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Warm up your Brand - Branding Power - Future of Marketing

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Futurist Keynote Speaker: Posts, Slides, Videos - Marketing, Brands, Mobile Consumers, Big Data

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* Patrick Dixon is author of 16 books including Building a Better Business, and has given conference keynotes at events for many of the world's largest corporations on issues such as multi-channel marketing, image, brand and consumer trends.

What if we could add 10% to the impact of every global brand, 20% to the power of every mission statement?

Too far fetched?

Every month we are exposed to $1 billion in advertising, and 30,000 brand names are clamouring for our attention.  The result is market fatigue, caused by overload.

At the same time, many old brand-building techniques are dying. For example it is now almost impossible to build high levels of national awareness through advertising on a limited number of peak-time TV shows, because of the huge increase in channels, online use, home cinema watching and so on.

A large corporation can easily spend more than half a billion dollars on a new branding exercise, coupled with new mission statement, corporate logos, identity, strap-lines and product re- launches.

Let’s pull back a little.

Even if we only add 0.5% to the impact of a marketing campaign, that may translate to a huge number of additional sales and a significant gain to the organisation. But in many cases we may be able to do far better than that.  And it’s all about…

Warming up the Brand

I often talk with leadership teams of large corporations about "warming up the brand".

Branding is about how a product is perceived, rather than the nature of the product itself.  So how do we adapt existing branding, logos, corporate image and advertising campaigns to the changing values of this new world?

Many brands are cold, clinical - and fail to connect with the passions people have.

The world’s top 10 brands measured by value: $ billions

1 Coca-Cola ($69.6)
2 Microsoft ($64.1)
3 IBM ($51.2)
4 GE ($41.3)
5 Intel ($30.9)
6 Nokia ($30.0)
7 Disney ($29.3)
8 McDonalds ($26.4)
9 Marlboro ($24.2)
10 Mercedes ($21.0)

The greatest and most valuable brands in the world are powerful symbols of our age, part of our history as well as our daily lives.

Long-lasting brands are special:  gaining affection of more than one generation. Few brands last more than a couple of decades.

Disney, Nike, Starbucks, Calvin Klein – these kind of brands connect with emotion, travel world-wide and transcend culture.

Power of Memories

Memories are deeply connected to brand power. Take the food industry - think about a favourite food you enjoyed as a child and the chances are it’s still sold in a similar way today.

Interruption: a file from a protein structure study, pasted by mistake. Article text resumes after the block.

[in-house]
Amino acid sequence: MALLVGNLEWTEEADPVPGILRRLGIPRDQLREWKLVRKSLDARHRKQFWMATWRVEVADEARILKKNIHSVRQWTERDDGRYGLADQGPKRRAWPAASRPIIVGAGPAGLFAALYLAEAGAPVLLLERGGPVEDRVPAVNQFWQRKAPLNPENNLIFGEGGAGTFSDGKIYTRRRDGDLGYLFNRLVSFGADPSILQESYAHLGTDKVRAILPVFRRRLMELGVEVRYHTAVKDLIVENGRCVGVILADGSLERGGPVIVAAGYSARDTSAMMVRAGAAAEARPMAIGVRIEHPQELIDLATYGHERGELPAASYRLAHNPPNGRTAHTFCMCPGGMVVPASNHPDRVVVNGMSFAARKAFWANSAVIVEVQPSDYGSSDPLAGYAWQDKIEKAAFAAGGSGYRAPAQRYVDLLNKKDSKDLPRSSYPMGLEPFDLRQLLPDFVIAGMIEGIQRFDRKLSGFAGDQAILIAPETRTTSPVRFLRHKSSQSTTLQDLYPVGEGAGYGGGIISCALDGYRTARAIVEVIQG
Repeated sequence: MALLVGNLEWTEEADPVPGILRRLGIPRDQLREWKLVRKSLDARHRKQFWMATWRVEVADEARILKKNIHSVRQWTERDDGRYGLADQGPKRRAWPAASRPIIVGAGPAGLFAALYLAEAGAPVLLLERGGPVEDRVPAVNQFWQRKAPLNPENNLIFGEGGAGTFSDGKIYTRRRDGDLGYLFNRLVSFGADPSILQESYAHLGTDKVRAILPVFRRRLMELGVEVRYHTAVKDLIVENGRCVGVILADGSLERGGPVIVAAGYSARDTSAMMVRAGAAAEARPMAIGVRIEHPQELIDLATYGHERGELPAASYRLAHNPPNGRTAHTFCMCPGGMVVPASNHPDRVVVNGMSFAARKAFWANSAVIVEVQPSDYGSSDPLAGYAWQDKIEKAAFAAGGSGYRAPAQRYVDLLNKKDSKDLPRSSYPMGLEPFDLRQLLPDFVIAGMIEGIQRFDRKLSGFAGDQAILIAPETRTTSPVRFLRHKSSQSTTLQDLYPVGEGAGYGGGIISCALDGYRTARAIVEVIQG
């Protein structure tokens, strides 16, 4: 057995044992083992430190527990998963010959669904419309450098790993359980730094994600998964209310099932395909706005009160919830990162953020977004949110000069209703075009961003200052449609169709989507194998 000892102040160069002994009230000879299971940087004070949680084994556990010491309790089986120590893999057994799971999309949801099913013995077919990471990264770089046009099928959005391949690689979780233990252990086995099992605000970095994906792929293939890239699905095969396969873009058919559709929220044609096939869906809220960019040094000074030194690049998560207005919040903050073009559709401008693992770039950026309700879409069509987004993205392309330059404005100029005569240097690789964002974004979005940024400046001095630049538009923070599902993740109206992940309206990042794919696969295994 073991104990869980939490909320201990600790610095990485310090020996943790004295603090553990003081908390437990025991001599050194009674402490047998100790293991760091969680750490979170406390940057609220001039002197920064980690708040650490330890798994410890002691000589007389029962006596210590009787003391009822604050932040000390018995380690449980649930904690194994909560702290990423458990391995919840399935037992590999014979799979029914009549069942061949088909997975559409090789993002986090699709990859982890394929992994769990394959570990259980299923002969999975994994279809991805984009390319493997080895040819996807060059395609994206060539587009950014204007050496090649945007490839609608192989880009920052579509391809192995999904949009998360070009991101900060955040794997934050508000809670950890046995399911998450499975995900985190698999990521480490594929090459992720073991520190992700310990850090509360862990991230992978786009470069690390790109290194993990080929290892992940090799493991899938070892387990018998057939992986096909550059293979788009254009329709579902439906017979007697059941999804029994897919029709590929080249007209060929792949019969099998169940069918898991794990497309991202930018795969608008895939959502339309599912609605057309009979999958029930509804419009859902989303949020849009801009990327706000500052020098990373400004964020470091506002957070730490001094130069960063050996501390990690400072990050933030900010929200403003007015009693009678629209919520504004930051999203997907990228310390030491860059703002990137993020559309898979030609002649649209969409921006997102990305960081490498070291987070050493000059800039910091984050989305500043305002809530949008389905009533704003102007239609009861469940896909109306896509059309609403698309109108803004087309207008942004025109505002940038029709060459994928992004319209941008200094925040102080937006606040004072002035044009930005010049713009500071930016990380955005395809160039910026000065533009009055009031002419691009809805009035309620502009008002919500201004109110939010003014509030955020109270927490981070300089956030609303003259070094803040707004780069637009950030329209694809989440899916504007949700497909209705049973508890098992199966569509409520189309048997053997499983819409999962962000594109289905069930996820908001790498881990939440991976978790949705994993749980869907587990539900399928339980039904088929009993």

But most brands die even faster than the short-lived companies that invented them – 60% of new companies are out of business in less than five years in the UK and US.   You never heard of them and never missed them, or their logos, mission statements, brands and advertising campaigns.

Brands have to adapt or be left behind. You can focus all you like on sales graphs and tables, brand mix, product lines and brand equity yet miss the most important fact of all:  are your customers still passionate about what you do?

People are changing in what they count as important, the brands they like, the advertising they approve of.

Future Feeling

New emotion is replacing old thinking so it is important to get a feel of the future.

Old thinking is cerebral – new thinking is visceral. From mind to heart, tangible to intangible.

One example of the new approach to life is the dramatic growth in alternative medicine, now used by 66% of all 35-49 year olds, who are often reacting against rationalistic Western medicine and its formal research methods.

The alternative medicine industry is worth around £1 billion a year in the UK while in the US there are well over half a billion consultations every year with alternative therapy practitioners.

Another example is the feminisation of management, with a new emphasis on emotional intelligence, intuition, empathy, co-operation and relationships, rejecting a macho, aggressive,  confrontational, task-orientated approach.

A third example is the boom in “mind and spirit” book sales, offering a fusion between mental, emotional, mystical and spiritual worlds.  Even brands are becoming like a religion.

As we have seen, every marketing proposition is the promise of better things. Brand religion is all about the belief that a particular brand will indeed create a better world.  It’s usually linked to similar belief in the values of the company.

Brands create their own “religions” or faith systems,    and we can actually watch this “faith” process at work in people’s minds.  Nuclear Magnetic Resonance is used in medicine for high-resolution imaging of organs like liver and brain. Scientists can use it to “watch” people think.

“I love my iPad”

Different areas of our brains light up, linked to products we are using or consuming – or think we are.

So people who believe they are drinking Coca-Cola rather than Pepsi reproduce their own classic “Coca-Cola” brain activity patterns, even if the brand has been switched without their knowledge.  It’s all to do with brand image, suggestion, previous experience and emotion.

How does your brand measure up? What parts of your customer's brains are you connecting to?  How can you connect more powerfully?  How warm and personal is your brand and marketing?

First step:  listen, watch, understand the very air your customers breathe, the details of the lives they live. Only then will you begin to see how to gain their attention in a more personal and relevant way.

Adapted from Building a Better Business book by Patrick Dixon.

 

 


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